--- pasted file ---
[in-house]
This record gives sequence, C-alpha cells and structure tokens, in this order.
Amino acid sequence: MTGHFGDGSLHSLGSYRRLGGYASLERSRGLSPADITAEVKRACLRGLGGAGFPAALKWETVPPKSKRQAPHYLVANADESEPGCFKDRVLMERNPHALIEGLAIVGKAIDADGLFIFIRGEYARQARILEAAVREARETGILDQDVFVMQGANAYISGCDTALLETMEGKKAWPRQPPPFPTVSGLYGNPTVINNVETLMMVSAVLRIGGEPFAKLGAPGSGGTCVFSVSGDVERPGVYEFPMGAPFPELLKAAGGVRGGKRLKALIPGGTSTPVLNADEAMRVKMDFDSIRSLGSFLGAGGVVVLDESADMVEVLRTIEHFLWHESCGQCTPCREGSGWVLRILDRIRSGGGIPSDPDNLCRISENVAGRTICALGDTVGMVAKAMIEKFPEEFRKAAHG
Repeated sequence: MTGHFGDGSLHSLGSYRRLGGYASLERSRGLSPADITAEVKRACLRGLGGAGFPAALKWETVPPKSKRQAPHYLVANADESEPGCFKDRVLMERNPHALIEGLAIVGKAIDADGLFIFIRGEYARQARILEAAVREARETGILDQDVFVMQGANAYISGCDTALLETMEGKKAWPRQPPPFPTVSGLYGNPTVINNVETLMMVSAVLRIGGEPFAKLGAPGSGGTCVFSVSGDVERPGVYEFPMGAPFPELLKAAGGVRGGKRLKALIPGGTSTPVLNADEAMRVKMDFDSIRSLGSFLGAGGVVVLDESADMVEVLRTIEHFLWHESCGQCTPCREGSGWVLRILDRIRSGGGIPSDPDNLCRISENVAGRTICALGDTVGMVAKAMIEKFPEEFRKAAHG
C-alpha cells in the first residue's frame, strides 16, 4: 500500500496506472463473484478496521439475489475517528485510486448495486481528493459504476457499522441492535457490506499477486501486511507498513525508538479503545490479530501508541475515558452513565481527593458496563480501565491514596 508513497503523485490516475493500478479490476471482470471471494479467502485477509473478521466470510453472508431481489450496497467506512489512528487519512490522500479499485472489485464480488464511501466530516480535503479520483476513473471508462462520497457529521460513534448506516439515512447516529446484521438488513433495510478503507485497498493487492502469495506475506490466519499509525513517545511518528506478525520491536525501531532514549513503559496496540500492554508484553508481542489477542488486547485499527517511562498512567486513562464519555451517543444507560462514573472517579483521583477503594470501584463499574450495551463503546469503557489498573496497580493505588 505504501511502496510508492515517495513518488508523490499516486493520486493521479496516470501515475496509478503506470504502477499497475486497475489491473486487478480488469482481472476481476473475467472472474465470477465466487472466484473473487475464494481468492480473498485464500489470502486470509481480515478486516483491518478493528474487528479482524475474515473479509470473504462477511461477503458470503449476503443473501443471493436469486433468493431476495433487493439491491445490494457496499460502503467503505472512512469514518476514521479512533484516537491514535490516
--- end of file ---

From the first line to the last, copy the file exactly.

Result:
[in-house]
This record gives sequence, C-alpha cells and structure tokens, in this order.
Amino acid sequence: MTGHFGDGSLHSLGSYRRLGGYASLERSRGLSPADITAEVKRACLRGLGGAGFPAALKWETVPPKSKRQAPHYLVANADESEPGCFKDRVLMERNPHALIEGLAIVGKAIDADGLFIFIRGEYARQARILEAAVREARETGILDQDVFVMQGANAYISGCDTALLETMEGKKAWPRQPPPFPTVSGLYGNPTVINNVETLMMVSAVLRIGGEPFAKLGAPGSGGTCVFSVSGDVERPGVYEFPMGAPFPELLKAAGGVRGGKRLKALIPGGTSTPVLNADEAMRVKMDFDSIRSLGSFLGAGGVVVLDESADMVEVLRTIEHFLWHESCGQCTPCREGSGWVLRILDRIRSGGGIPSDPDNLCRISENVAGRTICALGDTVGMVAKAMIEKFPEEFRKAAHG
Repeated sequence: MTGHFGDGSLHSLGSYRRLGGYASLERSRGLSPADITAEVKRACLRGLGGAGFPAALKWETVPPKSKRQAPHYLVANADESEPGCFKDRVLMERNPHALIEGLAIVGKAIDADGLFIFIRGEYARQARILEAAVREARETGILDQDVFVMQGANAYISGCDTALLETMEGKKAWPRQPPPFPTVSGLYGNPTVINNVETLMMVSAVLRIGGEPFAKLGAPGSGGTCVFSVSGDVERPGVYEFPMGAPFPELLKAAGGVRGGKRLKALIPGGTSTPVLNADEAMRVKMDFDSIRSLGSFLGAGGVVVLDESADMVEVLRTIEHFLWHESCGQCTPCREGSGWVLRILDRIRSGGGIPSDPDNLCRISENVAGRTICALGDTVGMVAKAMIEKFPEEFRKAAHG
C-alpha cells in the first residue's frame, strides 16, 4: 500500500496506472463473484478496521439475489475517528485510486448495486481528493459504476457499522441492535457490506499477486501486511507498513525508538479503545490479530501508541475515558452513565481527593458496563480501565491514596 508513497503523485490516475493500478479490476471482470471471494479467502485477509473478521466470510453472508431481489450496497467506512489512528487519512490522500479499485472489485464480488464511501466530516480535503479520483476513473471508462462520497457529521460513534448506516439515512447516529446484521438488513433495510478503507485497498493487492502469495506475506490466519499509525513517545511518528506478525520491536525501531532514549513503559496496540500492554508484553508481542489477542488486547485499527517511562498512567486513562464519555451517543444507560462514573472517579483521583477503594470501584463499574450495551463503546469503557489498573496497580493505588 505504501511502496510508492515517495513518488508523490499516486493520486493521479496516470501515475496509478503506470504502477499497475486497475489491473486487478480488469482481472476481476473475467472472474465470477465466487472466484473473487475464494481468492480473498485464500489470502486470509481480515478486516483491518478493528474487528479482524475474515473479509470473504462477511461477503458470503449476503443473501443471493436469486433468493431476495433487493439491491445490494457496499460502503467503505472512512469514518476514521479512533484516537491514535490516